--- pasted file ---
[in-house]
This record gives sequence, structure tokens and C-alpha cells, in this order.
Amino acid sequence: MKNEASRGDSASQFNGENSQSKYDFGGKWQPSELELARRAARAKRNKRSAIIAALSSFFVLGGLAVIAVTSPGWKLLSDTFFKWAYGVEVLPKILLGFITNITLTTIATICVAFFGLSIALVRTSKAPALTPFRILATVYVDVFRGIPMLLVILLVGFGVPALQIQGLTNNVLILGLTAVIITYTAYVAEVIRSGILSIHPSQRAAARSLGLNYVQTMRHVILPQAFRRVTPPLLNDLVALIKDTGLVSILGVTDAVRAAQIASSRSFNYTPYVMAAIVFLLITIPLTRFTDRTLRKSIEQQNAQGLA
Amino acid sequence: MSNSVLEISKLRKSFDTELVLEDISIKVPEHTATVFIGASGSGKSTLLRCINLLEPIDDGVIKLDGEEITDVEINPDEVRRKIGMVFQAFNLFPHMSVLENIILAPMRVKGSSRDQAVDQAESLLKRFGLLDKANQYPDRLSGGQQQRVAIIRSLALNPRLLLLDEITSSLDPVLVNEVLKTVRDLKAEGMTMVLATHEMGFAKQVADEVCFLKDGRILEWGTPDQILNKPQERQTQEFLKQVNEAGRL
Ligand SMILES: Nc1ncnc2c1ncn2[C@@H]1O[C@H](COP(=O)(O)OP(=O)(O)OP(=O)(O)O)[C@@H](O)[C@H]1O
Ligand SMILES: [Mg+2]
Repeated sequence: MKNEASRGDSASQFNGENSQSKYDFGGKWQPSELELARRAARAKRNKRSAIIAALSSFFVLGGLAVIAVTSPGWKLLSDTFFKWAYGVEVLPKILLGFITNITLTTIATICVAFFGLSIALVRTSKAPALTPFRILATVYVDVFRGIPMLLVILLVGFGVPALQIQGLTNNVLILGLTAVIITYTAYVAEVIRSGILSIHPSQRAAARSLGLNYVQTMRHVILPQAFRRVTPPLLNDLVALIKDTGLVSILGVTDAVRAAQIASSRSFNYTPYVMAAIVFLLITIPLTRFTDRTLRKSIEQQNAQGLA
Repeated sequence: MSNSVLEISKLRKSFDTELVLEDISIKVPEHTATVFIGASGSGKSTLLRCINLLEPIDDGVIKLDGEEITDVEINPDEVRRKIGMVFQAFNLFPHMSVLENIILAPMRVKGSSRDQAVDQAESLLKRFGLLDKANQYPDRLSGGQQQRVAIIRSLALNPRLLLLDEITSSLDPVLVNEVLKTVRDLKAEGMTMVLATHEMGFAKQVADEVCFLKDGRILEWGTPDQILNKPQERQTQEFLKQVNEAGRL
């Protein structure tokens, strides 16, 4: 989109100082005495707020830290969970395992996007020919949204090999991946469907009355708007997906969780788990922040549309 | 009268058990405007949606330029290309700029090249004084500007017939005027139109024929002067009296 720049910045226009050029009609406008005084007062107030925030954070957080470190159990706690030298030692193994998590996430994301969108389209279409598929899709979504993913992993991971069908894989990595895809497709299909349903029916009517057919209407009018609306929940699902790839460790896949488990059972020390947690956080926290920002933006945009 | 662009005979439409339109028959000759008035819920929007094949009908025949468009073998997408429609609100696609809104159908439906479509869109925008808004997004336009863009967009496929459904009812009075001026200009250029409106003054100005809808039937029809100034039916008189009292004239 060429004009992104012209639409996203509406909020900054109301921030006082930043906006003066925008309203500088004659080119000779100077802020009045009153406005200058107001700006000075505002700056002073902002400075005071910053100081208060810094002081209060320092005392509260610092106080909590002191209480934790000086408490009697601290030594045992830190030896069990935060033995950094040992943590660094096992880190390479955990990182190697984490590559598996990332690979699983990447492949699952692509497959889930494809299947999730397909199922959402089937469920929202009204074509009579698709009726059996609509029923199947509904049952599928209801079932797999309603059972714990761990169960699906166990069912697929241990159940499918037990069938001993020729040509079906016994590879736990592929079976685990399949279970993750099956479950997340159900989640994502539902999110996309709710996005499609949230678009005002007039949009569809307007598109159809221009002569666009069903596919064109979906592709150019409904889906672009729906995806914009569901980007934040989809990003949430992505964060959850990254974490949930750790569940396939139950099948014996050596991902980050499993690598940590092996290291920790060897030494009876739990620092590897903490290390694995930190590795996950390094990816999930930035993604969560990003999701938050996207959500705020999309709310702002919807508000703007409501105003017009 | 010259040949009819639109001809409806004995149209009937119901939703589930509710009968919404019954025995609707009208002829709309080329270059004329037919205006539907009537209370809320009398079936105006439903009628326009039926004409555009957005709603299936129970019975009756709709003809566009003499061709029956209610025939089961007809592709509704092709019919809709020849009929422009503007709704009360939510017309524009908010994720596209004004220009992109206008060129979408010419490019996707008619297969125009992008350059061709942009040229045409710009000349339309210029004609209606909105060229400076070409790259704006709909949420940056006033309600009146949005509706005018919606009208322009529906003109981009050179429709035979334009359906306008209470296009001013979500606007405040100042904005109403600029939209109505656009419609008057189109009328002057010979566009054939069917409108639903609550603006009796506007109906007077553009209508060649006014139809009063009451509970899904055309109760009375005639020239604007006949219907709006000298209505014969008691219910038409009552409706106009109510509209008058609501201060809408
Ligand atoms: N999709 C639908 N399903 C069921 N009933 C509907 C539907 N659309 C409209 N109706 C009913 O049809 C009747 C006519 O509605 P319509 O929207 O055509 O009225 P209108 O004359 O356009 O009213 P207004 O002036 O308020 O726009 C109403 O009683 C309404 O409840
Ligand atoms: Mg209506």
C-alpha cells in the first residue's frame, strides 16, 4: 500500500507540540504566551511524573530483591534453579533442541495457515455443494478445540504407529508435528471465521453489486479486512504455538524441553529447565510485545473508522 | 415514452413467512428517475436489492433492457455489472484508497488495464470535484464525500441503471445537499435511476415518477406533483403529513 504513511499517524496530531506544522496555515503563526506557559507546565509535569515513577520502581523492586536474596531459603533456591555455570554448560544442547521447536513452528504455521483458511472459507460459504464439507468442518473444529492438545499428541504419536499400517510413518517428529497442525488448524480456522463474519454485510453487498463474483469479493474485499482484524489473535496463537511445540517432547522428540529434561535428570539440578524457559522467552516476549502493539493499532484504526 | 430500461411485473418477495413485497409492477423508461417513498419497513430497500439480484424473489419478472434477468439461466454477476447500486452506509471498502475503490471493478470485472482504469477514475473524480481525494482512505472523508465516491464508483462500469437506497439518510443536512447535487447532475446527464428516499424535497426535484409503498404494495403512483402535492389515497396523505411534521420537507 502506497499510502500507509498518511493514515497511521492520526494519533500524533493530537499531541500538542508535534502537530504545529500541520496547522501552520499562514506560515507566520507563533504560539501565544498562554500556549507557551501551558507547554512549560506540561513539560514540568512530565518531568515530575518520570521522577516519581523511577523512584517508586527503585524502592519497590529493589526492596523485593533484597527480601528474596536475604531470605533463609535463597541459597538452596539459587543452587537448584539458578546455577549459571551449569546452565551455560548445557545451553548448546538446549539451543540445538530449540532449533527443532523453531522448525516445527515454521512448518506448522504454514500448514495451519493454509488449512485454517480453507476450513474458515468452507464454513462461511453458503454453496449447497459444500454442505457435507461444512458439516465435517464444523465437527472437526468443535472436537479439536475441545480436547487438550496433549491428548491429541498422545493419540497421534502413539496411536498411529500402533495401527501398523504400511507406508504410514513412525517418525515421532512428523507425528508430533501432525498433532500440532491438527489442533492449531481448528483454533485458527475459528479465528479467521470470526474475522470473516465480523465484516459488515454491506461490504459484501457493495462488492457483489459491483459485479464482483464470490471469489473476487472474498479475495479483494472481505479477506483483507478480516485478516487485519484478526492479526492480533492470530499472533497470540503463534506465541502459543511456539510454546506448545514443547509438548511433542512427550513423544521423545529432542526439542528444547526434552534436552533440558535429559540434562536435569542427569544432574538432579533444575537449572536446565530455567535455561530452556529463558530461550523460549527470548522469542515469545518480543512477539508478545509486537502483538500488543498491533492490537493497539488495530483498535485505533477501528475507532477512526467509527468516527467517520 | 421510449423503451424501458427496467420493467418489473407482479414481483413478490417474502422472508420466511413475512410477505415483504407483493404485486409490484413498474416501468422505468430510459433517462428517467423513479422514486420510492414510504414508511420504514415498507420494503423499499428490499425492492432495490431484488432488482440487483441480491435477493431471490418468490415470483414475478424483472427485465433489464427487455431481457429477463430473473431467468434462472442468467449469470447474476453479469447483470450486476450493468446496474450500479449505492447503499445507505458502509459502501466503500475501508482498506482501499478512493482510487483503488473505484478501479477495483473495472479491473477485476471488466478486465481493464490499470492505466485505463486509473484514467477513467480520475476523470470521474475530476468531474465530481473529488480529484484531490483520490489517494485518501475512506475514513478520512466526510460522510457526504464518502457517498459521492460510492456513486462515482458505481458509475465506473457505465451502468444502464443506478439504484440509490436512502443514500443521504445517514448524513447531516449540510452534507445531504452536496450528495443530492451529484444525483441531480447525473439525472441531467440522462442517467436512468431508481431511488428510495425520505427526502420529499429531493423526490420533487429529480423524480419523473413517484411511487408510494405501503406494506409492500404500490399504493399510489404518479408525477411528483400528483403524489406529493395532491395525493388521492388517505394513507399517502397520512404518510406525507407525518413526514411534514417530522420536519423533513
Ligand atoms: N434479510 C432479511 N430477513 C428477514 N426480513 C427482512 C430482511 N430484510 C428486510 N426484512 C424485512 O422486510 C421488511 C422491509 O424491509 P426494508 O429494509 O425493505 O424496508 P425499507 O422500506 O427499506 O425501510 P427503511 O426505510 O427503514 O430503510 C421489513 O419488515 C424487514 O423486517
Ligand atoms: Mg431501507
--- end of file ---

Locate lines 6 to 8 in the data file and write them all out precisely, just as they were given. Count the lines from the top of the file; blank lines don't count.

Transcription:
Ligand SMILES: [Mg+2]
Repeated sequence: MKNEASRGDSASQFNGENSQSKYDFGGKWQPSELELARRAARAKRNKRSAIIAALSSFFVLGGLAVIAVTSPGWKLLSDTFFKWAYGVEVLPKILLGFITNITLTTIATICVAFFGLSIALVRTSKAPALTPFRILATVYVDVFRGIPMLLVILLVGFGVPALQIQGLTNNVLILGLTAVIITYTAYVAEVIRSGILSIHPSQRAAARSLGLNYVQTMRHVILPQAFRRVTPPLLNDLVALIKDTGLVSILGVTDAVRAAQIASSRSFNYTPYVMAAIVFLLITIPLTRFTDRTLRKSIEQQNAQGLA
Repeated sequence: MSNSVLEISKLRKSFDTELVLEDISIKVPEHTATVFIGASGSGKSTLLRCINLLEPIDDGVIKLDGEEITDVEINPDEVRRKIGMVFQAFNLFPHMSVLENIILAPMRVKGSSRDQAVDQAESLLKRFGLLDKANQYPDRLSGGQQQRVAIIRSLALNPRLLLLDEITSSLDPVLVNEVLKTVRDLKAEGMTMVLATHEMGFAKQVADEVCFLKDGRILEWGTPDQILNKPQERQTQEFLKQVNEAGRL